Protesters hold placards urging the US Congress to end the federal government shutdown, on Capitol Hill in Washington DC, yesterday. With the shutdown in its ninth day and a potential economy-shaking federal default edging ever closer, neither side showed any sign of an agreement.
WASHINGTON: Tourism sagged near US national parks, Washington-area workers filed more unemployment claims and futures markets grappled with a lack of data as the government shutdown, now in its second week, stretched across the nation and upset many aspects of American life.
Americans are fed up with the political deadlock and frustrated with how the federal government shutdown is interfering with everything from hunting season to weddings and even military funerals.
The congressional approval rating dropped to 11 percent in a Gallup poll published on Monday — just one point away from an all-time low hit last year.
A whopping 70 percent of those surveyed by Gallup in the first few days of the budget impasse said the shutdown was a “major” problem or crisis, significantly higher than the 56 percent who thought so at the height of the last government shutdown in 1995.
With no end in sight as the shutdown drags into its second week, the media is rife with stories of people impacted by the loss of services not deemed “essential.”
There were the World War II veterans turned away from an outdoor memorial that’s usually accessible at any hour of the day or night. The sick and dying children who couldn’t enter experimental drug trials at the National Institute of Health.
The tearful brides whose weddings were cancelled after national parks were closed. The desperate parents whose federally-funded day care centres were closed. The salmonella outbreak which struck while food inspectors and disease trackers were on furlough.
And the latest outrage: A report said that the families of four soldiers and one Marine killed in Afghanistan over the weekend will not receive a $100,000 ‘death gratuity’ aimed at helping them cover funeral costs and make ends meet until survivor benefits kick in.
“If Congress were trapped in a car that sunk down in a river, I would swim to the window, and I would look them all in the eye and say, ‘Suck water’,” Randall Patterson — whose son Cody Patterson, 24, was among those killed — told NBC news.
Some 28 percent of Americans said they were “personally inconvenienced” by the shutdown, according to a Pew survey published on Monday.
The survey found that a majority of Republicans (54 percent) and Democrats (58 percent) believe it would be “unacceptable” for their side to back down and either pass a budget which leaves President Barack Obama’s landmark health care law intact or accept changes to the law.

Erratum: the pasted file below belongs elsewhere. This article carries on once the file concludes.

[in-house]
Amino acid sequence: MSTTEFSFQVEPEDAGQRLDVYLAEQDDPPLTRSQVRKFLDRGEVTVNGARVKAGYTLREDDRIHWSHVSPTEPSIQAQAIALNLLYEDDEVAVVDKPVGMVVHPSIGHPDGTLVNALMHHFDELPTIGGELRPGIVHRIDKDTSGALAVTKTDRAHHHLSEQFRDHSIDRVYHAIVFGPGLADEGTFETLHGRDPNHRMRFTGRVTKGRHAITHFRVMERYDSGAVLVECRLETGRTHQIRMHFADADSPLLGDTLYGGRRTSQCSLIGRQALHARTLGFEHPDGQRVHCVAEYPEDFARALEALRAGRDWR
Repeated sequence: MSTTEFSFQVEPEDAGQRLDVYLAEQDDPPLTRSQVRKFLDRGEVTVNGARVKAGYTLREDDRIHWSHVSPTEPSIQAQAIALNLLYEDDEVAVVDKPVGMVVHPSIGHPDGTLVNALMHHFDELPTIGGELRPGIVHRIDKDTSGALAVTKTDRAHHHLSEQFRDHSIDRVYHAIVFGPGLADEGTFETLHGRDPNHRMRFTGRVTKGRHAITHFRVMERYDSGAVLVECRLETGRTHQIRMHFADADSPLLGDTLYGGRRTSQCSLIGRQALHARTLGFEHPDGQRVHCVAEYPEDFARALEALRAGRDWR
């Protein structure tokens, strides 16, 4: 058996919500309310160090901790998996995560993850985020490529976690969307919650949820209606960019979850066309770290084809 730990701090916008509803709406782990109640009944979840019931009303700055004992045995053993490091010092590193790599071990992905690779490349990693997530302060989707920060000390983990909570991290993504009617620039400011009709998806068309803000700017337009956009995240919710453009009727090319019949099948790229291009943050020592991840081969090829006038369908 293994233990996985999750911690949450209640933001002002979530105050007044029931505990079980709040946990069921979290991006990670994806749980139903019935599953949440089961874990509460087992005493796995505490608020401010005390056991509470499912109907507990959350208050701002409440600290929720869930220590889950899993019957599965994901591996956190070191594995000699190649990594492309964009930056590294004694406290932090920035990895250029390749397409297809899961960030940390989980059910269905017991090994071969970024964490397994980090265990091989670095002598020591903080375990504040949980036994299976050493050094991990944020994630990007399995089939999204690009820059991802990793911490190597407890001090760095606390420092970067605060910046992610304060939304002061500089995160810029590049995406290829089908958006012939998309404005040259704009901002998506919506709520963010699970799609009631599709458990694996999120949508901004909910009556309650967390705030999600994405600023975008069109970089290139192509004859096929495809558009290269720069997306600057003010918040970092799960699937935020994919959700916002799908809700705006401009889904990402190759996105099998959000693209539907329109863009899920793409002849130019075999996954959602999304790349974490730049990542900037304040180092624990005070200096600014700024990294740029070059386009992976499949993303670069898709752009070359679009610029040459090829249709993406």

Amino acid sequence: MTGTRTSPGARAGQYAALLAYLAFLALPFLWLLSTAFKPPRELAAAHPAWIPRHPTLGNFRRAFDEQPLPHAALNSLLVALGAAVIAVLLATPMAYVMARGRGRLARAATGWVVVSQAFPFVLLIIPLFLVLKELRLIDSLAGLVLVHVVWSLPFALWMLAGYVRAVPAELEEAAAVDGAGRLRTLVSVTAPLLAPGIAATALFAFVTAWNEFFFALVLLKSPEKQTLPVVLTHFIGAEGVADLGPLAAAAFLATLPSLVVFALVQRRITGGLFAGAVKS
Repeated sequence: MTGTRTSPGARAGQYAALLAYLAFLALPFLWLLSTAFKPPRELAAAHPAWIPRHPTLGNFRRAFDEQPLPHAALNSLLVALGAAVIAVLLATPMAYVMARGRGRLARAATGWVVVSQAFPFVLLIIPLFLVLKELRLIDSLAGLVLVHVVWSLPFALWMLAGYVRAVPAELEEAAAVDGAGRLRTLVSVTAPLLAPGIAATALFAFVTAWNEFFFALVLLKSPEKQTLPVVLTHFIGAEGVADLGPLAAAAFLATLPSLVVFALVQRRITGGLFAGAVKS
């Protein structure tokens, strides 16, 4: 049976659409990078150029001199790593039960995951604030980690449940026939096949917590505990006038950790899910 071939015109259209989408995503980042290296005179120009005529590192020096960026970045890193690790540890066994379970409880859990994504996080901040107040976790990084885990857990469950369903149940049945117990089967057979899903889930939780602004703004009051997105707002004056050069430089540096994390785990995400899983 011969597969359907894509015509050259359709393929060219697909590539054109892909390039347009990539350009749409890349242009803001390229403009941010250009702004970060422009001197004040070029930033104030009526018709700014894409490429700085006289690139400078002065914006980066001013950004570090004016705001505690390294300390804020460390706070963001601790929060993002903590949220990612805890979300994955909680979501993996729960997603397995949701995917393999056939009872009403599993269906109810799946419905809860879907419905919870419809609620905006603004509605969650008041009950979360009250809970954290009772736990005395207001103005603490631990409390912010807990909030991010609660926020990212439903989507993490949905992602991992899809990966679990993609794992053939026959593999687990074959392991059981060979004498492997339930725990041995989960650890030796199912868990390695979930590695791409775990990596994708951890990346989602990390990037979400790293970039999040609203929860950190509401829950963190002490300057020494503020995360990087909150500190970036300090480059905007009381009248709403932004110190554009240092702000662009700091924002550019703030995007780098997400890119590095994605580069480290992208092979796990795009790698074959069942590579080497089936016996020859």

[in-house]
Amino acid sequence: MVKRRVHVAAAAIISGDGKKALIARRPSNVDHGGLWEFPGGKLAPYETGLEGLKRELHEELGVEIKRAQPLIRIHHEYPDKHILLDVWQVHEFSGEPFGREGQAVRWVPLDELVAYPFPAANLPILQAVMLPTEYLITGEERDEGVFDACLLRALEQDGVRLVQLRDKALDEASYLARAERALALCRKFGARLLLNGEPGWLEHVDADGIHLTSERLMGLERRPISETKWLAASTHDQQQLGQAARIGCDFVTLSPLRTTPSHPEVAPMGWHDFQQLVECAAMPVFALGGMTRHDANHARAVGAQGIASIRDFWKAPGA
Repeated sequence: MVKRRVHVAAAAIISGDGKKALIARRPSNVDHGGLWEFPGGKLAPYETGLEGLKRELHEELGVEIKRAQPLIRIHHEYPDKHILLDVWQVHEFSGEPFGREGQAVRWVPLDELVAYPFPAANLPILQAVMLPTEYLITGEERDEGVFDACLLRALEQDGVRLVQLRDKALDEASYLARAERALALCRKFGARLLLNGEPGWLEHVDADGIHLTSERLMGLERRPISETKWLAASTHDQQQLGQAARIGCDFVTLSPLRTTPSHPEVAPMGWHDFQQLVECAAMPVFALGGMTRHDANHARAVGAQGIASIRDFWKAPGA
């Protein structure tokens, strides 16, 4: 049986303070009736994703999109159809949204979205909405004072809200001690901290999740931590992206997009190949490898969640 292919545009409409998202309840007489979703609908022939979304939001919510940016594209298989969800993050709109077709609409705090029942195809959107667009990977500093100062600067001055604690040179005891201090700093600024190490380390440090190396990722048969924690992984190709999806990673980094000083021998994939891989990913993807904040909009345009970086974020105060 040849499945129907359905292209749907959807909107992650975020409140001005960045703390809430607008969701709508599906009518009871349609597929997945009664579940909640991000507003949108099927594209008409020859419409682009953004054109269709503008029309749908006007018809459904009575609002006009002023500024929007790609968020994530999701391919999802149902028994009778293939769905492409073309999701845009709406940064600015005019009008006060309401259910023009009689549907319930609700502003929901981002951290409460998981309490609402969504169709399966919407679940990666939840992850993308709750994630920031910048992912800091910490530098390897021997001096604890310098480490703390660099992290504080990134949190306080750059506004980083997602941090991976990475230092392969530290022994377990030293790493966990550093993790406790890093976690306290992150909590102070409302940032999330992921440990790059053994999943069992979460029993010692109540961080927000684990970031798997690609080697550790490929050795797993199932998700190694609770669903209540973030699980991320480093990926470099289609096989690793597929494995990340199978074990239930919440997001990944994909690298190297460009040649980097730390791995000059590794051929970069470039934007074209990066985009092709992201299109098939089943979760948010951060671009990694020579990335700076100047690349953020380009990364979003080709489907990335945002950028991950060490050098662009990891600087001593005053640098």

On the national seashores along North Carolina’s Outer Banks islands, business owners compared the financial magnitude of closed beaches and waterways to that of a hurricane-forced evacuation. Scott Geib, who sells photographs near the closed Cape Hatteras lighthouse, said sales were way down last week from what would normally be a good week for him in early fall.
Foreign visitors are few and far between at Rod’s Steak House in Williams, Arizona, near the Grand Canyon, owner Larry Sanchez said. Business fell off about 25 percent by the end of the first week the park was closed, he said.
At remote Grand Canyon National Park, where thousands of restaurant, hotel and other workers went without pay, a Phoenix food bank delivered about 600 boxes of food to workers. “We got a call for help,” said Beverly Damore, chief executive of the St. Mary’s Food Bank Alliance.
In Alaska, Senator Lisa Murkowski said hunters are barred from federal lands, placing their year’s supply of game meat in jeopardy. “This is hunting season. This is when Alaskans are filling their freezers for winter,” Murkowski, said during a Senate committee hearing on Tuesday.
Safety personnel and other federal employees deemed “essential” have been working without pay since the shutdown began, but hundreds of thousands of other workers were sent home. Lawmakers have discussed authorising back pay after the shutdown ends, but it is not clear if that would apply only to “essential” staff.
Maureen O’Connor, public information officer for the Maryland labour department, said about 16,000 furloughed employees had sought unemployment benefits in the state as of Sunday night. They would have to repay the benefits if lawmakers wind up approving back pay for furloughed workers.
Meanwhile, Obama announced plans to invite all Republican and Democratic lawmakers to the White House to talk about the bitter impasse which shut the government and could throw the United States into default.
Obama will begin the process by meeting minority Democrats from the House of Representatives, a White House official said. Republicans in the House and members of both parties in the Senate will be invited in for talks “in the coming days,” the official said.
The meetings come as Washington lurches close to an October 17 deadline to raise the US government’s statutory borrowing limit. Failure to do so could see the United States default on its obligations for the first time in its history and spark what the White House warns will be dire economic consequences which could spread around the globe.
Obama refuses to negotiate with Republicans on budget issues until the debt limit is lifted and the government is reopened. Republican House Speaker John Boehner will not take either step until Obama offers concessions to his House Republican caucus.